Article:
“Every renewal of the church, every great age in its history, has been grounded on a renewed reading of history.” ~Justo Gonzalez
You know the familiar quotes and the wisdom behind them: Those who cannot learn from history are doomed to repeat it; Whoever wishes to foresee the future must consult the past; History cannot give us a program for the future, but it can give us a fuller understanding of ourselves so that we can better face the future.
We’re taking the advice to heart with our current Sunday morning adult Bible class series here at Central. Our curiculum is based on Gary Holloway and Doug Foster’s book “Renewing God’s People: A Concise History of Churches of Christ.” With this book as our guide, we’re considering our past, contemplating its relationship to Scripture, and having conversation about the paths ahead. The hope is that we can raise our “historical spiritual consciousness” by gaining a better understanding of how our faith and our churches have been shaped by inside and outside forces we may have never even considered.
In doing so, our aim is to collectively come to a better understanding of the vision and the call that resulted in the beginning of the American Restoration Movement, of which Churches of Christ are a part. They had a dream, right? There’s a reason Stone and Campbell and those founding fathers left their churches to begin our movement, right? Well, what in the world was it? What was so compelling that they left their own faith traditions and family stories?
Secondly, we want to see just where, why, and how we drifted so far away from that initial dream. What happened? What were the influences that got us off track? What role did culture play? History? The American Revolution? The Civil War?
Next, we need to determine if those original dreams and vision were right. Were those ideals on which our movement was founded faithful to the Gospel and to God’s mission for his Church? And, if so, how do we recover the best parts of those ideals for Central today? How do we reclaim the best parts of the Restoration heritage in our local context and setting, time and place?
We started yesterday by discussing the things that make the Churches of Christ different from the rest. What sets us apart? What makes us unique? The response from our class — a diverse group of people who range in age from late 20s to late 70s, some CofC lifers and a couple of people who were just baptized two months ago — was fairly typical. We ran down the list pretty fast: acappella worship, weekly communion, autonomous congregations led by a plurality of elders, believer’s baptism by full immersion, limited role for women, and a high regard for the authority of the Bible and personal knowledge of the Scriptures. After that came the slogans: Speak where the Bible speaks and be silent where the Bible is silent; We do Bible things in Bible ways and call Bible things by Bible names; etc., And then came a little honesty: Somebody mentioned that we’re perceived as thinking we’re the only ones going to heaven, and one of our brand new Christians confessed rather sheepishly that her mom had always told her the Church of Christ was a cult.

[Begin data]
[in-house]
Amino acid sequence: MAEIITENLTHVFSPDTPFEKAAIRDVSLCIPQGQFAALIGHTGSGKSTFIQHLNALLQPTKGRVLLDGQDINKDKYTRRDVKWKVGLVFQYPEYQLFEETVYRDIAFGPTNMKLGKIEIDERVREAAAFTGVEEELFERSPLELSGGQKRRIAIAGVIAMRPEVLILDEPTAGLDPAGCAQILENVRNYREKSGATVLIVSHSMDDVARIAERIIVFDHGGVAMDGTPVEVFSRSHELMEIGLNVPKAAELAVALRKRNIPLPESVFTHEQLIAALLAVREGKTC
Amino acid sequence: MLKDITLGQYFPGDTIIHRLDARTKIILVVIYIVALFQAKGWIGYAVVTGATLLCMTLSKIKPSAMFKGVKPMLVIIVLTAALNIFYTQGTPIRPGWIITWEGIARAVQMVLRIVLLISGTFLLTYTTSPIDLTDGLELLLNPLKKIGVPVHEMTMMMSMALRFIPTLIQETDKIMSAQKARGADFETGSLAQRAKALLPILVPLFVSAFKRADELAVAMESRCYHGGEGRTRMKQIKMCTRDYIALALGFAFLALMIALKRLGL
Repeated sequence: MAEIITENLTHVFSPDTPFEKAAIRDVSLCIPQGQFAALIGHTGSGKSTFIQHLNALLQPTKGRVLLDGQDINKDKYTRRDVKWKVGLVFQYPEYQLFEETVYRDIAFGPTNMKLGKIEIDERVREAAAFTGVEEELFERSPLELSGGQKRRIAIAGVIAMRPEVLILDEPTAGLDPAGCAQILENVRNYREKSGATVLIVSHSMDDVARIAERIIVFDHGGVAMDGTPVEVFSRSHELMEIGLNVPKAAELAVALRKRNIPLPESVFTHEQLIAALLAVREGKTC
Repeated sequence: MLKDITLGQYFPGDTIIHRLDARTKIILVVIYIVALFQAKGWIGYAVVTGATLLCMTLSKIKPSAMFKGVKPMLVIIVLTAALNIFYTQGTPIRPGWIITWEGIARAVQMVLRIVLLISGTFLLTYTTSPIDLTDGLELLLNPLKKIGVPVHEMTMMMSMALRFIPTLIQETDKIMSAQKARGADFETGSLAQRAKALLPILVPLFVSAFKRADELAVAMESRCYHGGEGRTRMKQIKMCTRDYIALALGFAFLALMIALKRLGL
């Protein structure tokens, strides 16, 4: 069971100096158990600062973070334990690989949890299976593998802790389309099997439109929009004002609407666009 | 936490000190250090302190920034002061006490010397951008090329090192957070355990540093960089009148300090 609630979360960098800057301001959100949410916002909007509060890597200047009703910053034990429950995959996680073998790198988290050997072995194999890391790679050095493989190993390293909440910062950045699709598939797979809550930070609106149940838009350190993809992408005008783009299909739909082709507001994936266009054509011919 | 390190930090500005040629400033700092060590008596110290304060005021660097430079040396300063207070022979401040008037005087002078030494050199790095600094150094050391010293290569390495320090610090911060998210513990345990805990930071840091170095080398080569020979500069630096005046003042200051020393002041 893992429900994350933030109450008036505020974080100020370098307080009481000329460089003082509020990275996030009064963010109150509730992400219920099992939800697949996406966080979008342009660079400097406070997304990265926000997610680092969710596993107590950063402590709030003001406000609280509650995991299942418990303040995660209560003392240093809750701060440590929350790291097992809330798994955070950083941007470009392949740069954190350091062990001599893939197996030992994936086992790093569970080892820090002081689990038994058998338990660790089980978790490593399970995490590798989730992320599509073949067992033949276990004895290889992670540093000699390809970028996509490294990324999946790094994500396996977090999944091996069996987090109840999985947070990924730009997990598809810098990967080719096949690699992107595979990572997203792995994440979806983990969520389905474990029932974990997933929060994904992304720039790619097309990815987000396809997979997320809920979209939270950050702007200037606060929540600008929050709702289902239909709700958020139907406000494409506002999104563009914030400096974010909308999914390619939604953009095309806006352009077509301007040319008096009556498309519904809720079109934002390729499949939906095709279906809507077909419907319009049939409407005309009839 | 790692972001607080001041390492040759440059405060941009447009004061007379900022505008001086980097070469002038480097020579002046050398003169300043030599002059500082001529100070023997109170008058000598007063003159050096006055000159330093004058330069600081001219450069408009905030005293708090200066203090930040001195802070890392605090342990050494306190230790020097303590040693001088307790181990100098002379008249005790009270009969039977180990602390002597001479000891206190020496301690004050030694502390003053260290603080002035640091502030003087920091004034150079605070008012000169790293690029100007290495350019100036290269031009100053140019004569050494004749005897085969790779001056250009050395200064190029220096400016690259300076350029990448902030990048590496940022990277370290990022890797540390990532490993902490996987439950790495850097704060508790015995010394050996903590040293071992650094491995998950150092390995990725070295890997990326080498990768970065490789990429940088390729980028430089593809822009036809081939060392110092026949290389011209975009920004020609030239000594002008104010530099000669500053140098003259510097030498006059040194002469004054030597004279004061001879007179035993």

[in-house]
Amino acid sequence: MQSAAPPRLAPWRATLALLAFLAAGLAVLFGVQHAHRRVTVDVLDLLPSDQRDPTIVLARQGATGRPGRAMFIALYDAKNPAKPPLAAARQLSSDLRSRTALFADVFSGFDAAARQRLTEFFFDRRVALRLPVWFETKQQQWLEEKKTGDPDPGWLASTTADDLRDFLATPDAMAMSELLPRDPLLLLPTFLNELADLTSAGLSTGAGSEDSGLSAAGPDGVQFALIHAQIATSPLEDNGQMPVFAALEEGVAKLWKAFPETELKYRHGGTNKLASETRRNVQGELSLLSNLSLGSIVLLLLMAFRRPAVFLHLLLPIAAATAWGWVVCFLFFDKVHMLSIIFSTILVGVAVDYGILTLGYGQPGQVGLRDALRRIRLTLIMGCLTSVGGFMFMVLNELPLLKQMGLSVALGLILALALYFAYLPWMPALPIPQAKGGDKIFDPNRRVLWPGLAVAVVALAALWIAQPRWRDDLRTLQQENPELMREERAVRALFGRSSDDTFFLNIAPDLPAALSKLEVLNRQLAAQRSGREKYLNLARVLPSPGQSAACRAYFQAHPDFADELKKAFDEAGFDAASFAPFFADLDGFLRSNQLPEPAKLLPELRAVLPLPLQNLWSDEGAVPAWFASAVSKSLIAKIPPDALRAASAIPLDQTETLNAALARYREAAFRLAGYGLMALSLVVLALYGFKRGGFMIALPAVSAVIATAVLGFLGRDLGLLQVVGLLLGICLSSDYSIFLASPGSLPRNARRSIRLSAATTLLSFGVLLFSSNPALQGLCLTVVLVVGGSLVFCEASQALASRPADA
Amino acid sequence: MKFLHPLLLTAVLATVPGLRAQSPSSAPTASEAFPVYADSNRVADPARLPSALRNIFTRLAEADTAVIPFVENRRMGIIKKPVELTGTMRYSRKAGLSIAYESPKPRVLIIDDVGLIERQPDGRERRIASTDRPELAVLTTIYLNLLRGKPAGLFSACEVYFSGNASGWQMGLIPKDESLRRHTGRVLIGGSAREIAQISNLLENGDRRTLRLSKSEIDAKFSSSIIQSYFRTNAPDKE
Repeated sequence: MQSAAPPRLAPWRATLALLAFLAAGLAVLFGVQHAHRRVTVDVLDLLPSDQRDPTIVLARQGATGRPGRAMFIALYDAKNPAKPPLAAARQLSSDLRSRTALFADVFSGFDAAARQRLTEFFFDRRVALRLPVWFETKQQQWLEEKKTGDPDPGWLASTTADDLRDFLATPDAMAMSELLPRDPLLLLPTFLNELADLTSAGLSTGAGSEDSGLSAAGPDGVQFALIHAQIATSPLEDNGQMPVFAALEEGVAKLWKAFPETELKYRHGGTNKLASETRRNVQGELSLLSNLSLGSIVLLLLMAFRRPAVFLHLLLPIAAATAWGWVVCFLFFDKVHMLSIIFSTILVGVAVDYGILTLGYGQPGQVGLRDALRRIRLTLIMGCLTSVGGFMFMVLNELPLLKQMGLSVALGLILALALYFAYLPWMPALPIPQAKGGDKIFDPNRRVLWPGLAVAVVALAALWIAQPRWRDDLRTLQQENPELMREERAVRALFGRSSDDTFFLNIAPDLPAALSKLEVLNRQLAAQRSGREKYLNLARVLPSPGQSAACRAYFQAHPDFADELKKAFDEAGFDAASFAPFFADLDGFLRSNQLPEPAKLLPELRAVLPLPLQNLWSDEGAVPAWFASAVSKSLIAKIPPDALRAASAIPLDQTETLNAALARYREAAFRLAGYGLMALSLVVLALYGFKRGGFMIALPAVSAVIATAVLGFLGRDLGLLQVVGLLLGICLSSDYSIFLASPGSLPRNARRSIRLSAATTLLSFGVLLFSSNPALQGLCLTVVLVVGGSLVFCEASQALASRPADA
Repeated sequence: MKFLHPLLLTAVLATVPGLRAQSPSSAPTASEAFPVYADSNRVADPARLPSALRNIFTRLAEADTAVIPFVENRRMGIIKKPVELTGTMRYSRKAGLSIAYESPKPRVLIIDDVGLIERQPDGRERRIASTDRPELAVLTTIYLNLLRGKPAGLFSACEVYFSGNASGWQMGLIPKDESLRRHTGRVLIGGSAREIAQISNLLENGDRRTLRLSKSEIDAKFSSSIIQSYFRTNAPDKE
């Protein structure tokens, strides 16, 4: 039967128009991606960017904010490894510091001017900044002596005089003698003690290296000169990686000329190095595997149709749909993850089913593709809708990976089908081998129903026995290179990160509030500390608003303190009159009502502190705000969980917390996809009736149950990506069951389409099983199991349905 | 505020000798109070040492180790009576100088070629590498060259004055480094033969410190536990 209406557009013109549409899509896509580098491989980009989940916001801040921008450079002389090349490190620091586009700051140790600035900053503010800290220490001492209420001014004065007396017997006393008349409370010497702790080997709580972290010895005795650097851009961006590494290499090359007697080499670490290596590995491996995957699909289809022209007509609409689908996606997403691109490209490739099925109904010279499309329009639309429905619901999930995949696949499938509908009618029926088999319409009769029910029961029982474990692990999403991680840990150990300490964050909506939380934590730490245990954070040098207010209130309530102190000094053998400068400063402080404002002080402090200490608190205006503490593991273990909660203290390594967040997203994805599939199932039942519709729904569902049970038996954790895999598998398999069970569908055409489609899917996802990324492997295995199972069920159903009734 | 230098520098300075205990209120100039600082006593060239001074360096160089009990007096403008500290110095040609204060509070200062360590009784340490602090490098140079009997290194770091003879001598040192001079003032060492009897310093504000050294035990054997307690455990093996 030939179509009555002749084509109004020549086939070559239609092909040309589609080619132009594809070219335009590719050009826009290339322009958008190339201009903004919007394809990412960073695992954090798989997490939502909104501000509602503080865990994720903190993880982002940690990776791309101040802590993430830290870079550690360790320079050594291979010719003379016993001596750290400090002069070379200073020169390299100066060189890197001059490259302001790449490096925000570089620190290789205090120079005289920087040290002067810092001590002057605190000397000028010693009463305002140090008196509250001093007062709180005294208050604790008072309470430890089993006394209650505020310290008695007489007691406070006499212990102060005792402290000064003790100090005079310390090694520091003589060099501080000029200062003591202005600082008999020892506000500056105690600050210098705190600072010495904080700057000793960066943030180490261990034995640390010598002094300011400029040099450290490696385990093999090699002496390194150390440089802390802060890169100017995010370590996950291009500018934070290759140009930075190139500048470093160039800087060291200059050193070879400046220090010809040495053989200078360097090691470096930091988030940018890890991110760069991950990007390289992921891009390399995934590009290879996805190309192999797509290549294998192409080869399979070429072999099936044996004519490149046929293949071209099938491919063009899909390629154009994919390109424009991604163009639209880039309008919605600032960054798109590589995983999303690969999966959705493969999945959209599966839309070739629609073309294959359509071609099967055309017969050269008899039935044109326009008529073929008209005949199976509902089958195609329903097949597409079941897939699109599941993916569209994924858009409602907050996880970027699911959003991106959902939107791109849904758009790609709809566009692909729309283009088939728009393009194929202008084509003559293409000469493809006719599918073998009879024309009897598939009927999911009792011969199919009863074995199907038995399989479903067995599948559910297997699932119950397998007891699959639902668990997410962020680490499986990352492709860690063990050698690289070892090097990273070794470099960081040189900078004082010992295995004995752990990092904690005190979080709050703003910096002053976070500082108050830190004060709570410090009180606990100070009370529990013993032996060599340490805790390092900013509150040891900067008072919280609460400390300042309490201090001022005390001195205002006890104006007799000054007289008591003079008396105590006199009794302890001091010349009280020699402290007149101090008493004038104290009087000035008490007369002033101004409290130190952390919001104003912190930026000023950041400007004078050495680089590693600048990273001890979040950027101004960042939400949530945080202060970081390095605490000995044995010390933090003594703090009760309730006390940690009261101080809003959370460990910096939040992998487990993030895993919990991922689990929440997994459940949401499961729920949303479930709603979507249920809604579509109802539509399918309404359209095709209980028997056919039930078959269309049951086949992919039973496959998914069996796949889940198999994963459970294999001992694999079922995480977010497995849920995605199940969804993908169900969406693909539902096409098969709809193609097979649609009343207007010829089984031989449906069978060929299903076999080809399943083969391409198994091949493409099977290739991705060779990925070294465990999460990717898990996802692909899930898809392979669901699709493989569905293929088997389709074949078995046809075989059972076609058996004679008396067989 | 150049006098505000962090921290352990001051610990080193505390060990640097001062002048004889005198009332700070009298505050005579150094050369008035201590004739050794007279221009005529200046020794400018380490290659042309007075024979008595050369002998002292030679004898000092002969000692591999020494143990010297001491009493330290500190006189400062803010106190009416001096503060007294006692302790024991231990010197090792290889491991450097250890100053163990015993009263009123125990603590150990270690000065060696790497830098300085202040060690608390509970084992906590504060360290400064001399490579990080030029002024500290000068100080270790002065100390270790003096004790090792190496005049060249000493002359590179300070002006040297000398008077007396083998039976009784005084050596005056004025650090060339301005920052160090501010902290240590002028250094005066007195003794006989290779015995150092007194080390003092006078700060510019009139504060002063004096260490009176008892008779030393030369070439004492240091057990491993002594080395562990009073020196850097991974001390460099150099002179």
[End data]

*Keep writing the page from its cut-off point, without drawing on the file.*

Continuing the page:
For the most part, these distinctives are dearly held by those of us in the Churches of Christ. For a lot of us, these are red flag issues. It’s emotional. Just mention a buzz word or a key phrase related to any one of these things around most of us and you’ll receive an impassioned plea touting the merits of such a practice or belief. Or a fight.
What we learn when we look at church history is that those things are not that unique to us. We didn’t come up with this stuff. It was all handed down to us by the Christians who went before. Martin Luther is the one who pushed for the authority of Scripture alone. John Calvin is the one who caused us to pay more attention to the sovereignty of God. The “anabaptists” of that same era were persecuted and mercilessly killed for their move to believer’s baptism by full immersion. John Knox and the Presbyterians pushed for the autonomy of local congregations led by a plurality of presbyters, or elders.
Any of that sound familiar?
Would it surprise you to learn that a whole mess of these faithful Christians came to America in the 18th century from Germany and Switzerland and Geneva and England and Scotland and brought their peculiar Christian beliefs and practices with them? And that Barton Stone and Alexander Campbell were among them?
We can find traces of us, Churches of Christ, in almost every strand of Christianity. They are our spiritual ancestors, too. They faithfully did the best with what they had at the time and diligently moved the Gospel story forward. We are not the first Christians. Or the only Christians. And we won’t be the last.
Our God is faithful; and very, very good.